In Need of Tolerance

Brexit will only find a successful resolution when long-term strategic convergence is prioritised over short-term tactics and macho politics

11 September 2019

Britain seems caught by ever more radical posturing. Rather than matching the rhetoric from London, the European Union should hold onto its raison d’être of deal-making and compromise.

This article incorporates some of the ideas discussed at the most recent V/I breakfast with Kalypso Nicolaïdis, who recently published Exodus, Reckoning, Sacrifice: Three Meanings of Brexit through a crowd-funding initiative. The reflections below are a summary of the discussion with Nicolaïdis but also touch upon some of the mythical stories that frame the book.

Since Britain has voted to leave to European Union, it has experienced two remarkably different time perspectives. One is long-term and refers to a distant, promised land often referred to as “Global Britain”. The second one concerns the everyday, the nitty-gritty of the process that will bring the UK’s departure from the EU to its conclusion.

Meanwhile, continental Europe is somewhere in between these two perspectives. It looks both with wonderment and consternation to the chaos that has taken hold of Britain. There is little comprehension for the sheer willingness of many Brexit supporters to pursue an abrupt departure on 31 October, even though this would inflict damage upon the economy and bring the “brain gain” from the continent to a halt.

Integrity means integrity

Many of the ongoing difficulties to find a solution boil down to language. Michel Barnier, the lead negotiator for the European Union, has repeatedly stressed that the integrity of the single market needs to prevail in dealing with Britain’s withdrawal and the future relationship. But what does integrity mean? How indivisible are the four freedoms and how does this translate into a negotiation position?

There are EU member states who would opt for a more flexible approach in negotiating with Britain, to find a compromise that keeps it as closely to the EU as possible. Poland is at pains to avoid an abrupt departure of the UK, which would be followed by severe disruption of trade and investment. However, there is growing impatience in capitals such as Paris, Brussels and Berlin that unity should prevail over everything else. This shifted attention to the preparation of a “no deal” Brexit.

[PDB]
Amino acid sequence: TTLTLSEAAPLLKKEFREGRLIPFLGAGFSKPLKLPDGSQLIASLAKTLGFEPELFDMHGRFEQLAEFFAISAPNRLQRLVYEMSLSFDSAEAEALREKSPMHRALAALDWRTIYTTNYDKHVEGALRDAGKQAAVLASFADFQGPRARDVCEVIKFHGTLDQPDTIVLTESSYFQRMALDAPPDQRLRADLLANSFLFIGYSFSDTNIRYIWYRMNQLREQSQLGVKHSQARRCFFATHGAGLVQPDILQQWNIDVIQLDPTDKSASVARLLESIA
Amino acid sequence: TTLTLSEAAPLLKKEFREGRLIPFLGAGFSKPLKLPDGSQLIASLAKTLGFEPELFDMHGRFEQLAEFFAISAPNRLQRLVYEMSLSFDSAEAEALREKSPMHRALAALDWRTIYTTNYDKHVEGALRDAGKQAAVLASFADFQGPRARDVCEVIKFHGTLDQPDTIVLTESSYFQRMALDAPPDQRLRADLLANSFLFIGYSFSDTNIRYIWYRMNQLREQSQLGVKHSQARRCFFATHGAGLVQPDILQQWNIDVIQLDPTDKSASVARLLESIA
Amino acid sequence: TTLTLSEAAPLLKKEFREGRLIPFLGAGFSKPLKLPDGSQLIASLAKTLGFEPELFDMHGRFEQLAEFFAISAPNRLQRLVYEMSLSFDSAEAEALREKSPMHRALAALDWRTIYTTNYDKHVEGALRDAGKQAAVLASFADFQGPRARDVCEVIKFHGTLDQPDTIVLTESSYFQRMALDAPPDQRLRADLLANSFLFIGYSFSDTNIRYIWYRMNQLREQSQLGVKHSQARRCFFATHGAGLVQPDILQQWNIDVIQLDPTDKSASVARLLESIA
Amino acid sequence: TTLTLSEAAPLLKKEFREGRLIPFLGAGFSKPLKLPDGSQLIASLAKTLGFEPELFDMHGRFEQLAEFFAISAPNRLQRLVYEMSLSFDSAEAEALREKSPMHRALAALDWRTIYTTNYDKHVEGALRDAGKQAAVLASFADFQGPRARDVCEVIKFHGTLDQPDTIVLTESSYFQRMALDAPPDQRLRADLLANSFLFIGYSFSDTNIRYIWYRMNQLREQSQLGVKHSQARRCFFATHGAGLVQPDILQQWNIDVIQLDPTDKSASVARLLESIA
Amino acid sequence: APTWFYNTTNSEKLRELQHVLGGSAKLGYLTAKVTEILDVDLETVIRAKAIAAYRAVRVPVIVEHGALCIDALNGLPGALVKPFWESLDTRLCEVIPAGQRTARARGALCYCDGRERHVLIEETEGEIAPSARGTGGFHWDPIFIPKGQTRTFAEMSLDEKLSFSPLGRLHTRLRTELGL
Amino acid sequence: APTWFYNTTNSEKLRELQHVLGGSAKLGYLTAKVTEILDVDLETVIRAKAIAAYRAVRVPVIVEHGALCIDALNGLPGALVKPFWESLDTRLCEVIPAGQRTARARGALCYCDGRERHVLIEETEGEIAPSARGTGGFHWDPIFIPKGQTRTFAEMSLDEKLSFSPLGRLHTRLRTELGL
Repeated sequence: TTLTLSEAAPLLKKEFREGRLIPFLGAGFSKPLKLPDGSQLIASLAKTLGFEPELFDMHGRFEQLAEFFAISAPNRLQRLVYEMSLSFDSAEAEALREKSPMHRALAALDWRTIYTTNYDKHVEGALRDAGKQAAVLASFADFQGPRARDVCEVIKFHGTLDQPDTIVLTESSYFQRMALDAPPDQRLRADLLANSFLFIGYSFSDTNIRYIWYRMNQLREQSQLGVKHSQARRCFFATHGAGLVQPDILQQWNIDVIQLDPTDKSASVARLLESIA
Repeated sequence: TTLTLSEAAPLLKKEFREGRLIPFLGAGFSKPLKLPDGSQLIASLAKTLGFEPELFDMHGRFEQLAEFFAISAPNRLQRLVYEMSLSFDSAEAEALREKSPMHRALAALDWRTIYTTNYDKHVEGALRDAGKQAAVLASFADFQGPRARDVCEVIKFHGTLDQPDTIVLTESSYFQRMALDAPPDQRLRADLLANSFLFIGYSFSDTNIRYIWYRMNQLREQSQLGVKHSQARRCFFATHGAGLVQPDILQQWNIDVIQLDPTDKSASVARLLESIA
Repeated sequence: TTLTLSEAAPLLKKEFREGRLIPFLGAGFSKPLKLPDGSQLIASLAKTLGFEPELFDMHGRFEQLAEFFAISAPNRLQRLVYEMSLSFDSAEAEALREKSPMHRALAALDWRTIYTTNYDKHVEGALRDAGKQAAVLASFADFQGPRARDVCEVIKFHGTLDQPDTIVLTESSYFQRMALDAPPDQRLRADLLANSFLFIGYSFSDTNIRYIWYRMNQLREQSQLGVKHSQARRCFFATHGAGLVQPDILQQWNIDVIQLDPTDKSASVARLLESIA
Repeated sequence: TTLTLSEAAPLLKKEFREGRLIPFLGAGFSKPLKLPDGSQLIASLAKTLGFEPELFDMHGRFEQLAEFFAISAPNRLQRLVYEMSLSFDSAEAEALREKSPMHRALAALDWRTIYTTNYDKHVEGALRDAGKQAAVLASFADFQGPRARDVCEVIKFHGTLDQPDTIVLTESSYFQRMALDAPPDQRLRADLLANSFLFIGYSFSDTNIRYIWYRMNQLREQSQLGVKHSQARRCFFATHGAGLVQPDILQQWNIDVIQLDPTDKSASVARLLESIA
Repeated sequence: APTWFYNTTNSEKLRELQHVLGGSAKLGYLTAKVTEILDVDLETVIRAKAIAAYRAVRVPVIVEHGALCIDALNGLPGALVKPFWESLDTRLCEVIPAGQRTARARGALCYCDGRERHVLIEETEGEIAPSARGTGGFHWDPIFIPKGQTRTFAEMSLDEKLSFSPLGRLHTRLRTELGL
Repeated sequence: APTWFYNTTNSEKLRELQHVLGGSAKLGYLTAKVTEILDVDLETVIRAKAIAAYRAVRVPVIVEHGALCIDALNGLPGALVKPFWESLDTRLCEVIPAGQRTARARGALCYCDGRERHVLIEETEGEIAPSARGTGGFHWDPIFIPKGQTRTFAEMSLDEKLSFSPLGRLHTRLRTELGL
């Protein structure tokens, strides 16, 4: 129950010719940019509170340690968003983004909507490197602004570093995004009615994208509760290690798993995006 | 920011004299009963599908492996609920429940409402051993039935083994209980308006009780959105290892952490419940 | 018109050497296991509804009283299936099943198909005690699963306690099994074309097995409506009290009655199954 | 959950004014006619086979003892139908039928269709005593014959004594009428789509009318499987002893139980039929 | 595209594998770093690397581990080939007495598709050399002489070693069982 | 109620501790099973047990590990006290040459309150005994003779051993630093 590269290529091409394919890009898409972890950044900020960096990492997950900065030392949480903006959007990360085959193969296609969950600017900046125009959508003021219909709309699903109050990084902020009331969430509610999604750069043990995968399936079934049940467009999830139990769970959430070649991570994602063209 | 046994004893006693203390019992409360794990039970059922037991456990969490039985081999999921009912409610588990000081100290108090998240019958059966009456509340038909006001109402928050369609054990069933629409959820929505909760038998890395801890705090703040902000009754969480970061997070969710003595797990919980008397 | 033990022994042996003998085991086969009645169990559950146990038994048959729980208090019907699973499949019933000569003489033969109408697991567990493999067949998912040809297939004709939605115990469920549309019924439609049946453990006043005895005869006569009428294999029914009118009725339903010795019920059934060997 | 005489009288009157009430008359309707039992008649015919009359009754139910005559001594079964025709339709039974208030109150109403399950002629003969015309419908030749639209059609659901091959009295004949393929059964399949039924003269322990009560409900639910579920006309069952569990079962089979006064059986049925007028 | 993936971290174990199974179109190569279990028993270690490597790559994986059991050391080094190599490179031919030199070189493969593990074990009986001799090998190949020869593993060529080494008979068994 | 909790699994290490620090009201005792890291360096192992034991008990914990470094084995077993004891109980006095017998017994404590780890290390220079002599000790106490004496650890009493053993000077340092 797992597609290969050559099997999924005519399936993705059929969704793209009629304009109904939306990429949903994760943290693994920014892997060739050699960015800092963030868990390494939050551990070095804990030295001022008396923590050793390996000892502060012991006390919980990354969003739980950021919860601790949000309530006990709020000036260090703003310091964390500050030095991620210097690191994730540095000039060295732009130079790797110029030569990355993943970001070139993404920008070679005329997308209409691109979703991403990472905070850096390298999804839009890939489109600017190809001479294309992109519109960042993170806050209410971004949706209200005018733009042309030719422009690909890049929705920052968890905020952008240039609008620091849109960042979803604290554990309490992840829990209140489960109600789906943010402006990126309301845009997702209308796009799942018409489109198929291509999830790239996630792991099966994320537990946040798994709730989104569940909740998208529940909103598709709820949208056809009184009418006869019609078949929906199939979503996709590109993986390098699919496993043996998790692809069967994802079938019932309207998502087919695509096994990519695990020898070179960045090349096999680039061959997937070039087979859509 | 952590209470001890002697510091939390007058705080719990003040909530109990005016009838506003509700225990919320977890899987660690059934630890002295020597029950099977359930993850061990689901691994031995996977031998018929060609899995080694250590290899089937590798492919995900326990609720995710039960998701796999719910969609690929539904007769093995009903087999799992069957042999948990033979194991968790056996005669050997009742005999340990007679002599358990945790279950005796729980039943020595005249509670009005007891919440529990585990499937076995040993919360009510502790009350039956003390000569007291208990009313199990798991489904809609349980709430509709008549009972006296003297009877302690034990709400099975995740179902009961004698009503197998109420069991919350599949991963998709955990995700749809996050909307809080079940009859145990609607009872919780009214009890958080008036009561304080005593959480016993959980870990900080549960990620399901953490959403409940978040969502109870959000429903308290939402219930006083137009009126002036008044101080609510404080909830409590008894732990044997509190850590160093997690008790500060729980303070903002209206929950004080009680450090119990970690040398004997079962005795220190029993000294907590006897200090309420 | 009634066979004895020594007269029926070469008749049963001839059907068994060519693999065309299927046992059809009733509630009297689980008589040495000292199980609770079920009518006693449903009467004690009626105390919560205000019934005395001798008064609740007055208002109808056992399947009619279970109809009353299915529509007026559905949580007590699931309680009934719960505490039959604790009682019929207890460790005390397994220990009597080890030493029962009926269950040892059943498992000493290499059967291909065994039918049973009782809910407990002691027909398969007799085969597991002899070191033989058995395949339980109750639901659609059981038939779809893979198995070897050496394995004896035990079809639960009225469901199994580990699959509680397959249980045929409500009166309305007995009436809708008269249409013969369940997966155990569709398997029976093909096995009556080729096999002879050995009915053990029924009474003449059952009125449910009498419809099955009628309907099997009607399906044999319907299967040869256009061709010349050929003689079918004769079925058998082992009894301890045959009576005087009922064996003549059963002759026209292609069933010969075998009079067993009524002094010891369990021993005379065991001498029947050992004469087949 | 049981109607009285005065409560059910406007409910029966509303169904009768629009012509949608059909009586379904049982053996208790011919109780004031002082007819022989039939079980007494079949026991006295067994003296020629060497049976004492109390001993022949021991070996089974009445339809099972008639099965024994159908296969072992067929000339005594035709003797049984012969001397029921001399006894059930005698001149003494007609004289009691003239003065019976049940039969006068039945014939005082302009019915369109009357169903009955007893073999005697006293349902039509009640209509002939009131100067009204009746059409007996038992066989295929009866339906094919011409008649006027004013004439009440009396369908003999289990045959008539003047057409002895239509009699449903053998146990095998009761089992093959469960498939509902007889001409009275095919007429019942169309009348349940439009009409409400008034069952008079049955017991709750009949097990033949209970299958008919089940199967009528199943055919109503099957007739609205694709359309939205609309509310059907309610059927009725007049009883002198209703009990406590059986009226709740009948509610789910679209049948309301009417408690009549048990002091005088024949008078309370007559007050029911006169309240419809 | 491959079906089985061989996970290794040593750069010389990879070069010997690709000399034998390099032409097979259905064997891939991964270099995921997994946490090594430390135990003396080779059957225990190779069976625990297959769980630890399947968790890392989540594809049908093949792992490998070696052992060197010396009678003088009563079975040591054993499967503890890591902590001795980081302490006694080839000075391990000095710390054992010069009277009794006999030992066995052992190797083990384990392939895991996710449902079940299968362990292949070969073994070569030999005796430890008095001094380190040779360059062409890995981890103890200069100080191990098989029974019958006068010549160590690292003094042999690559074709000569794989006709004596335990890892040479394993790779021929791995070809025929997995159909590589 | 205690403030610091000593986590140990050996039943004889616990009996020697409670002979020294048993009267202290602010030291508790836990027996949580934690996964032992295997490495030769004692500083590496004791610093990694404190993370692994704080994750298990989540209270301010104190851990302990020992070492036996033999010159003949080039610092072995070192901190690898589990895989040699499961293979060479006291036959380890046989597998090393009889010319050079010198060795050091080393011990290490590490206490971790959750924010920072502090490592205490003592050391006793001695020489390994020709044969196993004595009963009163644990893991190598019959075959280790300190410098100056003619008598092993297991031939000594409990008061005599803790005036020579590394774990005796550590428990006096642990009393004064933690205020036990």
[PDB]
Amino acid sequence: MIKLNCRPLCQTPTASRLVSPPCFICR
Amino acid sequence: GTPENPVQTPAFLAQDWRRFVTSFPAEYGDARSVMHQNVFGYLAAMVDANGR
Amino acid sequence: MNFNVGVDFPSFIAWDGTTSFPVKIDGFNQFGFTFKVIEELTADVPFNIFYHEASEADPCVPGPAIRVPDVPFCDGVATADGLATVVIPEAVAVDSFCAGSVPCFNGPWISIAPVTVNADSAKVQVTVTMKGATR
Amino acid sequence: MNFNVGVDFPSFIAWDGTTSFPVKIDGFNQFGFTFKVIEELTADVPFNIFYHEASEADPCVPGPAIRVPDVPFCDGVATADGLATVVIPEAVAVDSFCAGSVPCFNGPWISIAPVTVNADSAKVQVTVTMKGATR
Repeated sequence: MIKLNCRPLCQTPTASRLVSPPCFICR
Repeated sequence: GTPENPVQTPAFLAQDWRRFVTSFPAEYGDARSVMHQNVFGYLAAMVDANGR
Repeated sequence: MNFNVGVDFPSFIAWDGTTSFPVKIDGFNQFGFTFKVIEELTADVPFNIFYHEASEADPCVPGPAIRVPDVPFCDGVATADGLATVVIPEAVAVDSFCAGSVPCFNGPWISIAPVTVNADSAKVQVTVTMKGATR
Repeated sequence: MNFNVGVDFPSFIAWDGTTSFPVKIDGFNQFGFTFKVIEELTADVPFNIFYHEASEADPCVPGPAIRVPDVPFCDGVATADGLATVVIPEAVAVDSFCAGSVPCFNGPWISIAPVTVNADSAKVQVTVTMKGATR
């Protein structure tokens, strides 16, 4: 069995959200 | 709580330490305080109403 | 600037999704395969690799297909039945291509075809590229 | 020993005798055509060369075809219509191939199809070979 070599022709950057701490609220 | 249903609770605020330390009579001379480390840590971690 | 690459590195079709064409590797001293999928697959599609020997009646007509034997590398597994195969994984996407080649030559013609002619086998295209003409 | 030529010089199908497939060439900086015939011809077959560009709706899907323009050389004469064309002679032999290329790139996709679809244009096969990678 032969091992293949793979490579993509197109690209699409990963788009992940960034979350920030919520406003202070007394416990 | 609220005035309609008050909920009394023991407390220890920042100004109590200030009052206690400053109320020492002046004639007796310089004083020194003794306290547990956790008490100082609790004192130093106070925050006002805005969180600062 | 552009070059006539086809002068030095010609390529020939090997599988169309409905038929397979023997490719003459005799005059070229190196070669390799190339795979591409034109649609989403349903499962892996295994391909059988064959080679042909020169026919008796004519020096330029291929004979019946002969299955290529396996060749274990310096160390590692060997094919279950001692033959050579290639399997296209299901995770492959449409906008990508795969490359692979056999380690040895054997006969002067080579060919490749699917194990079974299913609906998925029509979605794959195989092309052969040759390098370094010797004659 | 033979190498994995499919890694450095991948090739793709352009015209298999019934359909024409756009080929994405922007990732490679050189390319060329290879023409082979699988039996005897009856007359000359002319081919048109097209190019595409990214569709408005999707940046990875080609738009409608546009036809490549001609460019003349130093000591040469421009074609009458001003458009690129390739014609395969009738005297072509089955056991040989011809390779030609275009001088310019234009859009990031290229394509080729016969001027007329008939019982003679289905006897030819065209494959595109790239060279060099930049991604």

Militancy is spreading on both sides of the Channel, whether it is for a hard exit and the belief in a better future outside the EU or to protect the integrity of the single market at all cost without considering the strategic necessity of compromise. The current negotiation positions allow for no workable solution in the short term.

What is needed, therefore, is a new language of tolerance. We may find inspiration in classic archetypes, mythological stories from our childhood that may change the way we can think about Brexit.

Three stories to guide us forward

The first story is about the biblical exodus. To let the people go to their land of milk and honey may cost them forty years of suffering in the desert of Egypt. Faith in and a yearning for the promised land cannot be underestimated.

And yet the reality is more than a simple exodus story. This biblical myth is full of ambivalence and mystery. The Pharaoh in this story, the EU, is not an almighty power. Neither is Moses, the UK, entirely free of doubt; the past few years have shown how undecided Britain is regarding its future.

Another mythical archetype revolves around a sense of reckoning. Moments of crisis such as 9/11, can profoundly shock us and necessitate a moment of self-reflection. The referendum sparked soul searching on the continent. Why do the British dislike us? This brief interlude of doubt – a Narcissus Europe eternally gazing at its own image but never able to grasp it – eventually gave way to a more assertive position that excluded compromise and sought to make an example out of the British departure.